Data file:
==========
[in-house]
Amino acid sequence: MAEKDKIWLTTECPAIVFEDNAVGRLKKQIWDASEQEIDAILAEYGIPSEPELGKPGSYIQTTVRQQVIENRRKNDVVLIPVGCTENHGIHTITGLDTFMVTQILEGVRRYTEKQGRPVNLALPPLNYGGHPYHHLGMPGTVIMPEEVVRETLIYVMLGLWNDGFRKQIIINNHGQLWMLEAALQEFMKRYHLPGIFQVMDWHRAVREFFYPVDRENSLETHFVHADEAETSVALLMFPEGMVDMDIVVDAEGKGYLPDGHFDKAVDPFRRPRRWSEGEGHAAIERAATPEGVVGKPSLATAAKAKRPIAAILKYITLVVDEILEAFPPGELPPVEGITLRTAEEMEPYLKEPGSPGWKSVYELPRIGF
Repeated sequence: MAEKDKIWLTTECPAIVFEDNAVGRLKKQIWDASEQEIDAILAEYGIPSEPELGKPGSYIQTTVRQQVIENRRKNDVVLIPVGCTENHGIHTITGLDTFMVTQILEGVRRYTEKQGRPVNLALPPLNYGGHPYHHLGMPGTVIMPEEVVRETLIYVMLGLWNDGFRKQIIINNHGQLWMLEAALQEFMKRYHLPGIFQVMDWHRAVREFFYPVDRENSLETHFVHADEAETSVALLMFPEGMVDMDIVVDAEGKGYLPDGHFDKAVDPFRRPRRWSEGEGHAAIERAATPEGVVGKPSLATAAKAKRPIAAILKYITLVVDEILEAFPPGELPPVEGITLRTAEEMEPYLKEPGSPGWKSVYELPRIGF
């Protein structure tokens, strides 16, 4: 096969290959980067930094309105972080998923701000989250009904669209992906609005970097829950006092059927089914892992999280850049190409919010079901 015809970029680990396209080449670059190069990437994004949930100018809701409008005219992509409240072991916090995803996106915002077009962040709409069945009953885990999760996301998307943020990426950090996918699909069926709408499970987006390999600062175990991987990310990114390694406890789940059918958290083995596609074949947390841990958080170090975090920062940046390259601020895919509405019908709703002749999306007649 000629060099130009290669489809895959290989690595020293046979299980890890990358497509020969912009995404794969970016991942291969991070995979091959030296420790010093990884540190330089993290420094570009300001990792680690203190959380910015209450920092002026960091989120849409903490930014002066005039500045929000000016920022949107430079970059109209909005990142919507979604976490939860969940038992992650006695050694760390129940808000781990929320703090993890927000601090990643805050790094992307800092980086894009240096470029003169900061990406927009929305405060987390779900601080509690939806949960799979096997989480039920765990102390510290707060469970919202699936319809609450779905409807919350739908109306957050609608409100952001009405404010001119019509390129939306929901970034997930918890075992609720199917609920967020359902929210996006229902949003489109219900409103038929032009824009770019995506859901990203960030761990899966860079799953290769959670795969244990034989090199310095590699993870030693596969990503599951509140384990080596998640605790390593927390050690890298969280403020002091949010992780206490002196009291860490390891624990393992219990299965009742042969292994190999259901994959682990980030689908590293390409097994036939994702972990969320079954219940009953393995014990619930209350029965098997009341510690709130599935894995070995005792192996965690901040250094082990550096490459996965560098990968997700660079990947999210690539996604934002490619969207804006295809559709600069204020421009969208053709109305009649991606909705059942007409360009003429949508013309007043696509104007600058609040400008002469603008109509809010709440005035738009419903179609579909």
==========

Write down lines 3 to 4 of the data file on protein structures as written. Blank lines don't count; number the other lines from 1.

Repeated sequence: MAEKDKIWLTTECPAIVFEDNAVGRLKKQIWDASEQEIDAILAEYGIPSEPELGKPGSYIQTTVRQQVIENRRKNDVVLIPVGCTENHGIHTITGLDTFMVTQILEGVRRYTEKQGRPVNLALPPLNYGGHPYHHLGMPGTVIMPEEVVRETLIYVMLGLWNDGFRKQIIINNHGQLWMLEAALQEFMKRYHLPGIFQVMDWHRAVREFFYPVDRENSLETHFVHADEAETSVALLMFPEGMVDMDIVVDAEGKGYLPDGHFDKAVDPFRRPRRWSEGEGHAAIERAATPEGVVGKPSLATAAKAKRPIAAILKYITLVVDEILEAFPPGELPPVEGITLRTAEEMEPYLKEPGSPGWKSVYELPRIGF
């Protein structure tokens, strides 16, 4: 096969290959980067930094309105972080998923701000989250009904669209992906609005970097829950006092059927089914892992999280850049190409919010079901 015809970029680990396209080449670059190069990437994004949930100018809701409008005219992509409240072991916090995803996106915002077009962040709409069945009953885990999760996301998307943020990426950090996918699909069926709408499970987006390999600062175990991987990310990114390694406890789940059918958290083995596609074949947390841990958080170090975090920062940046390259601020895919509405019908709703002749999306007649 000629060099130009290669489809895959290989690595020293046979299980890890990358497509020969912009995404794969970016991942291969991070995979091959030296420790010093990884540190330089993290420094570009300001990792680690203190959380910015209450920092002026960091989120849409903490930014002066005039500045929000000016920022949107430079970059109209909005990142919507979604976490939860969940038992992650006695050694760390129940808000781990929320703090993890927000601090990643805050790094992307800092980086894009240096470029003169900061990406927009929305405060987390779900601080509690939806949960799979096997989480039920765990102390510290707060469970919202699936319809609450779905409807919350739908109306957050609608409100952001009405404010001119019509390129939306929901970034997930918890075992609720199917609920967020359902929210996006229902949003489109219900409103038929032009824009770019995506859901990203960030761990899966860079799953290769959670795969244990034989090199310095590699993870030693596969990503599951509140384990080596998640605790390593927390050690890298969280403020002091949010992780206490002196009291860490390891624990393992219990299965009742042969292994190999259901994959682990980030689908590293390409097994036939994702972990969320079954219940009953393995014990619930209350029965098997009341510690709130599935894995070995005792192996965690901040250094082990550096490459996965560098990968997700660079990947999210690539996604934002490619969207804006295809559709600069204020421009969208053709109305009649991606909705059942007409360009003429949508013309007043696509104007600058609040400008002469603008109509809010709440005035738009419903179609579909």